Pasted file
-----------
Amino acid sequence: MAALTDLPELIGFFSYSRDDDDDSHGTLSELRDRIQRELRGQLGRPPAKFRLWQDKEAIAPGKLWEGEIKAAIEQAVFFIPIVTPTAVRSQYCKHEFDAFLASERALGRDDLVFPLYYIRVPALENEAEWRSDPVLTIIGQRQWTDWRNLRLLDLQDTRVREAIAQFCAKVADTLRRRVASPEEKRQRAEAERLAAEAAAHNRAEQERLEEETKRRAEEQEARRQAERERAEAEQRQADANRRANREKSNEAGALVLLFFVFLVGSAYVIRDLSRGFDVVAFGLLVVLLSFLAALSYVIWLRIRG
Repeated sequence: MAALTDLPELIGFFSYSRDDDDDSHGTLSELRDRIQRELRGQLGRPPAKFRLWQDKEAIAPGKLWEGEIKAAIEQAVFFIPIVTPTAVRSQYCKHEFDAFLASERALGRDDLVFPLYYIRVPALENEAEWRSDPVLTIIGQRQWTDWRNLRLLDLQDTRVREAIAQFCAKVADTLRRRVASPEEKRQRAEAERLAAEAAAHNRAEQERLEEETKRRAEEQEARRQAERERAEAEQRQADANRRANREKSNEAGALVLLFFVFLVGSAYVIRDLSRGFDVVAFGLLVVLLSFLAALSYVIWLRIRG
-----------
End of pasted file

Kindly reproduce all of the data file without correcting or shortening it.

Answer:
Amino acid sequence: MAALTDLPELIGFFSYSRDDDDDSHGTLSELRDRIQRELRGQLGRPPAKFRLWQDKEAIAPGKLWEGEIKAAIEQAVFFIPIVTPTAVRSQYCKHEFDAFLASERALGRDDLVFPLYYIRVPALENEAEWRSDPVLTIIGQRQWTDWRNLRLLDLQDTRVREAIAQFCAKVADTLRRRVASPEEKRQRAEAERLAAEAAAHNRAEQERLEEETKRRAEEQEARRQAERERAEAEQRQADANRRANREKSNEAGALVLLFFVFLVGSAYVIRDLSRGFDVVAFGLLVVLLSFLAALSYVIWLRIRG
Repeated sequence: MAALTDLPELIGFFSYSRDDDDDSHGTLSELRDRIQRELRGQLGRPPAKFRLWQDKEAIAPGKLWEGEIKAAIEQAVFFIPIVTPTAVRSQYCKHEFDAFLASERALGRDDLVFPLYYIRVPALENEAEWRSDPVLTIIGQRQWTDWRNLRLLDLQDTRVREAIAQFCAKVADTLRRRVASPEEKRQRAEAERLAAEAAAHNRAEQERLEEETKRRAEEQEARRQAERERAEAEQRQADANRRANREKSNEAGALVLLFFVFLVGSAYVIRDLSRGFDVVAFGLLVVLLSFLAALSYVIWLRIRG